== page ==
TALA can’t wait to be thirteen; then no one better tell her what to do. The Welfare Officer is knocking on her door again and her father isn’t home to answer. Tala only has a few hours to find her missing father before she and her brother, DASON, get placed in a foster home.
Her quest brings her to secluded woods where she discovers that a group of bear poachers are responsible for her father’s disappearance. Her adventures bring her in contact with the legendary woodland characters: the pipe-smoking frog-like people and the giant ferocious black bird. Can she survive the night alone in woods alive with hungry bears and angry hunters? Will she be able to find her father before the hunters do?
“Cullo” by Murielle Cyr may have been written for young adults but it has a great appeal for adults, too. On the surface it is an adventure story but it covers many other issues and can be seen as a universally valid reflection on men’s relationship to (Mother) nature.
The story concerns two children in search of their missing father and the sometimes scary situations that this mission brings for them in the wild. The siblings are afraid to lose their father and be taken away by childhood services since their mother has died.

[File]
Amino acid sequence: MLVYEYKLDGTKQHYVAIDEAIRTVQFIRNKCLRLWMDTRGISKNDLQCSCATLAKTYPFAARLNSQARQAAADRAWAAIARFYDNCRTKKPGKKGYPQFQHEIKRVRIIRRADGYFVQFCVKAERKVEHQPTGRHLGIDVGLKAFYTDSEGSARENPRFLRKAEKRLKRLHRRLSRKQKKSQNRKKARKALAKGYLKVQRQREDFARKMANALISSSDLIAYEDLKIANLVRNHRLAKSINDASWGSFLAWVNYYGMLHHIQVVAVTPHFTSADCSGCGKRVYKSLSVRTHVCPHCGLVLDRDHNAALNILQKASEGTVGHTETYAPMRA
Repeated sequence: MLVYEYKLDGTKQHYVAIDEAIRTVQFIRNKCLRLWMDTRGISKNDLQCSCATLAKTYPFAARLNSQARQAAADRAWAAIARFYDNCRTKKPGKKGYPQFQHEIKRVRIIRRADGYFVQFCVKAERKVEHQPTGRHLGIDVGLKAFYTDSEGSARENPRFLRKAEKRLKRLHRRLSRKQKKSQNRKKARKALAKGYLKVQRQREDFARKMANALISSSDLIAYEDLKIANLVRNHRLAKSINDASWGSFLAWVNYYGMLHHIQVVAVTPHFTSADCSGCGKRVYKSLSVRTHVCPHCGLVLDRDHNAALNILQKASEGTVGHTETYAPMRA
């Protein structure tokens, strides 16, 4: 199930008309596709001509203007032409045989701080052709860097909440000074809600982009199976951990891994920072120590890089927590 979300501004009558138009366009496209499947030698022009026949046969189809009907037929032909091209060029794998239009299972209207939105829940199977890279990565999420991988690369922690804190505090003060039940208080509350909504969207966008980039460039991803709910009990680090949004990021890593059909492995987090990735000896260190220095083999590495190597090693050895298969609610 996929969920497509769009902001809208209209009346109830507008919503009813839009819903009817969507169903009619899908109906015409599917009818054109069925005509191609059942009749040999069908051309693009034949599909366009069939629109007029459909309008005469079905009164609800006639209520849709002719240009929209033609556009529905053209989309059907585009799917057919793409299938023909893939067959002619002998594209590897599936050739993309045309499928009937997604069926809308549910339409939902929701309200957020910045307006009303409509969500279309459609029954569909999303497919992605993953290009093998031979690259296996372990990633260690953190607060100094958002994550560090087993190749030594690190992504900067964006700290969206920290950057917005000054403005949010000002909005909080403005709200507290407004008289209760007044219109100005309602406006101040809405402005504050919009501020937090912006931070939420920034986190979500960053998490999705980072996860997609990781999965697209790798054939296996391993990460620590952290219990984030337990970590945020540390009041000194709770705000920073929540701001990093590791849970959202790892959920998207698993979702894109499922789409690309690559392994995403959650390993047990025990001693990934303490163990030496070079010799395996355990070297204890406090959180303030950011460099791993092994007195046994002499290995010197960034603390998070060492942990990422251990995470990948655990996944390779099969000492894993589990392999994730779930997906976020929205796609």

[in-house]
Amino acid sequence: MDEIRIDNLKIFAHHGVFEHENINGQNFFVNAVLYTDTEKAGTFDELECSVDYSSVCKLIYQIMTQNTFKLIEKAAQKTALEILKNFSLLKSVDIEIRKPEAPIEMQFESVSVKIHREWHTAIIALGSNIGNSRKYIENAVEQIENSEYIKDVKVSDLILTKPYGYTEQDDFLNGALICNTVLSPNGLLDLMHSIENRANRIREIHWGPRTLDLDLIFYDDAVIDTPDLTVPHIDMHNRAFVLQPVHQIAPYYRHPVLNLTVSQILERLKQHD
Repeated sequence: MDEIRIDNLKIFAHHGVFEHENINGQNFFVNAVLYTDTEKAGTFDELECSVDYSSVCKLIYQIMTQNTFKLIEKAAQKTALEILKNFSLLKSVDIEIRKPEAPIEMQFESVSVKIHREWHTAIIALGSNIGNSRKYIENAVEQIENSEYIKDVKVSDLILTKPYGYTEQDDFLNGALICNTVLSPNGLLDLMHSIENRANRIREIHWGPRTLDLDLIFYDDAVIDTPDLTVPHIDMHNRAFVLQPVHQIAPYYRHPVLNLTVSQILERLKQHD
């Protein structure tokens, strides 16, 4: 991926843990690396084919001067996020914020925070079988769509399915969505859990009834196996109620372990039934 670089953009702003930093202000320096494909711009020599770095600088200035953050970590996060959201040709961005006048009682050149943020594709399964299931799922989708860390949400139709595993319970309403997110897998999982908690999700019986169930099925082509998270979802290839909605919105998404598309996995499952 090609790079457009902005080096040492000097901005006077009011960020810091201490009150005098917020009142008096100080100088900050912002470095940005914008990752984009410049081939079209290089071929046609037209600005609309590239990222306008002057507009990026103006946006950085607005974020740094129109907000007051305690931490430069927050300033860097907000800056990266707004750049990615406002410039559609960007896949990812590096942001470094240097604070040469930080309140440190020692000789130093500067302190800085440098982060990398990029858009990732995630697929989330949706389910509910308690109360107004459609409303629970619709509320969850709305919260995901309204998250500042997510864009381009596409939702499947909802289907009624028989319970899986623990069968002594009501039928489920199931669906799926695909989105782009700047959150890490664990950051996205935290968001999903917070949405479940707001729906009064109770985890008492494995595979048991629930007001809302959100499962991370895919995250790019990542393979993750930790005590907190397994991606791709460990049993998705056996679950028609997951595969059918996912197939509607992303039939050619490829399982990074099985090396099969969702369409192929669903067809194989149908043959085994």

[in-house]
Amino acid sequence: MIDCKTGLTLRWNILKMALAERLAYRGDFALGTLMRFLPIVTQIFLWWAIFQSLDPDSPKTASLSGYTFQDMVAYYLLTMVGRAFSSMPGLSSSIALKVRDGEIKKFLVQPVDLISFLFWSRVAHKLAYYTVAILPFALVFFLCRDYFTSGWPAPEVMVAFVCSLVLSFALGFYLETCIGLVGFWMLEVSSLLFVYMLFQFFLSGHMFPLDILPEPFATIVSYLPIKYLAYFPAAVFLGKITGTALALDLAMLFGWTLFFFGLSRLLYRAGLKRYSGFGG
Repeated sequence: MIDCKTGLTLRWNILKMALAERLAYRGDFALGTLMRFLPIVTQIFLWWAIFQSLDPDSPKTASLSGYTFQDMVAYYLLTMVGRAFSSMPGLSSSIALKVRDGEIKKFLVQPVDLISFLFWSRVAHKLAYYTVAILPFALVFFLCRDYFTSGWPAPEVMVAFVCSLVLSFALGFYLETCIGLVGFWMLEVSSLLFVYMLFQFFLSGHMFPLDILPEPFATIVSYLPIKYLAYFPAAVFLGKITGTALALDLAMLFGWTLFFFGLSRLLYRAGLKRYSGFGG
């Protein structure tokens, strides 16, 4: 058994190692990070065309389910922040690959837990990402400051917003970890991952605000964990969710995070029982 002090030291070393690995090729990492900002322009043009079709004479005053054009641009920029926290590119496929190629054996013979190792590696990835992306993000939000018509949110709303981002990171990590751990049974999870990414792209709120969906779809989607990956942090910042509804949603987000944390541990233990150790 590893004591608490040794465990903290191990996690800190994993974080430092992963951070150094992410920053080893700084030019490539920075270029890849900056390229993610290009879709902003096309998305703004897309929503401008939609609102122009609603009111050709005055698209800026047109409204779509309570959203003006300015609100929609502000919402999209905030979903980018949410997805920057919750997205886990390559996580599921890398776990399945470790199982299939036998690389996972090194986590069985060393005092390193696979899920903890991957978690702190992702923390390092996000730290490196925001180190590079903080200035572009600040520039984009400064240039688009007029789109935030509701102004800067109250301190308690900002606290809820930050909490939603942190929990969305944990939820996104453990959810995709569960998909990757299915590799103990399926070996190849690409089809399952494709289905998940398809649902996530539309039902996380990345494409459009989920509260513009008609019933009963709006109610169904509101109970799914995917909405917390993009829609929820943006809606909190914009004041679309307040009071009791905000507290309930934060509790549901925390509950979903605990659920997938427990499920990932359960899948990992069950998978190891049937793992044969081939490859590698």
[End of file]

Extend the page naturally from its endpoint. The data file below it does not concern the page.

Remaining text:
The children’s respectful attitude towards nature is reflected in the protective figure of a mythical bird called Cullo who the children believe is looking after them.
The book is a refreshing take on new age themes combined with the more traditional subjects for young adult fiction such as adventure and family issues.
The children themselves are lovely characters, charmingly written and instantly likeable. This is a promising first novel that I wish had been around when I was that age.